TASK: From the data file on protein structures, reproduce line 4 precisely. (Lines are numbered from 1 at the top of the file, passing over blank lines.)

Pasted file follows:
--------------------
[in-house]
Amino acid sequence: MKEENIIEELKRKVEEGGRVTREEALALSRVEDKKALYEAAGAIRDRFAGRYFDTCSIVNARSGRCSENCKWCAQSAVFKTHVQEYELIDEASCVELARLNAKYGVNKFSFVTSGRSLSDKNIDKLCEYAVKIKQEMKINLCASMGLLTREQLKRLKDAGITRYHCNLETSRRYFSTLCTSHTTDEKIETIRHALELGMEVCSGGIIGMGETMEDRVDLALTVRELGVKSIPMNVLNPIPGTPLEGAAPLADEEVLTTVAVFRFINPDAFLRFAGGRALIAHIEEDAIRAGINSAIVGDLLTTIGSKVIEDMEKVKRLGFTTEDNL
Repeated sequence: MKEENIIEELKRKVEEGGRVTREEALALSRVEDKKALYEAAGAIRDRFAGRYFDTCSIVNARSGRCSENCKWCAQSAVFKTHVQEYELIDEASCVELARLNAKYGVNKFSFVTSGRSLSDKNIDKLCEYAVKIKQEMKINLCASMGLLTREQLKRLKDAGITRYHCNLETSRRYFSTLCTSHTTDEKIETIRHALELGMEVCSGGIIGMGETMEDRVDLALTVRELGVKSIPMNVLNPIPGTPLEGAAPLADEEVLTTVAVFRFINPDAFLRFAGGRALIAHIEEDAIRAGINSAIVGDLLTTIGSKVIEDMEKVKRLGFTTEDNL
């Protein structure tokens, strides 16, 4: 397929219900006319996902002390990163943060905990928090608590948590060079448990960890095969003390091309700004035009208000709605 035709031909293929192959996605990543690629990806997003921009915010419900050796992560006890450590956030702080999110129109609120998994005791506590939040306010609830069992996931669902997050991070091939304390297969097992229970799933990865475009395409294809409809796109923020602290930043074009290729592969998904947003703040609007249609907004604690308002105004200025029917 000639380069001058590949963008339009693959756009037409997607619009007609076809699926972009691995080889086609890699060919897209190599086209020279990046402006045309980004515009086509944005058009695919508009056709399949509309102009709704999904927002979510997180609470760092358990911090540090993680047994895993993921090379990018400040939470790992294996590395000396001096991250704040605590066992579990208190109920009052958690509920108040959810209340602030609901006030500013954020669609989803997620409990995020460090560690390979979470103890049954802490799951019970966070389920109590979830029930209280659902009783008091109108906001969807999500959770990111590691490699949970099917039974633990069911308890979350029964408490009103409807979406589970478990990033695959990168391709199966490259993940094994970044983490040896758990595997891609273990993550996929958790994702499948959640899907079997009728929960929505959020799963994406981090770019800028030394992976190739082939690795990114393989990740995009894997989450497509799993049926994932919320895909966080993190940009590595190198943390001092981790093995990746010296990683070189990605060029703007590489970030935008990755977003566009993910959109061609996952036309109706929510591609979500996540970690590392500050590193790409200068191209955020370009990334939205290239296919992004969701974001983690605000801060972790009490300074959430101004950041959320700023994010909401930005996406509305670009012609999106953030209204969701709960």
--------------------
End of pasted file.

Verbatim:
């Protein structure tokens, strides 16, 4: 397929219900006319996902002390990163943060905990928090608590948590060079448990960890095969003390091309700004035009208000709605 035709031909293929192959996605990543690629990806997003921009915010419900050796992560006890450590956030702080999110129109609120998994005791506590939040306010609830069992996931669902997050991070091939304390297969097992229970799933990865475009395409294809409809796109923020602290930043074009290729592969998904947003703040609007249609907004604690308002105004200025029917 000639380069001058590949963008339009693959756009037409997607619009007609076809699926972009691995080889086609890699060919897209190599086209020279990046402006045309980004515009086509944005058009695919508009056709399949509309102009709704999904927002979510997180609470760092358990911090540090993680047994895993993921090379990018400040939470790992294996590395000396001096991250704040605590066992579990208190109920009052958690509920108040959810209340602030609901006030500013954020669609989803997620409990995020460090560690390979979470103890049954802490799951019970966070389920109590979830029930209280659902009783008091109108906001969807999500959770990111590691490699949970099917039974633990069911308890979350029964408490009103409807979406589970478990990033695959990168391709199966490259993940094994970044983490040896758990595997891609273990993550996929958790994702499948959640899907079997009728929960929505959020799963994406981090770019800028030394992976190739082939690795990114393989990740995009894997989450497509799993049926994932919320895909966080993190940009590595190198943390001092981790093995990746010296990683070189990605060029703007590489970030935008990755977003566009993910959109061609996952036309109706929510591609979500996540970690590392500050590193790409200068191209955020370009990334939205290239296919992004969701974001983690605000801060972790009490300074959430101004950041959320700023994010909401930005996406509305670009012609999106953030209204969701709960």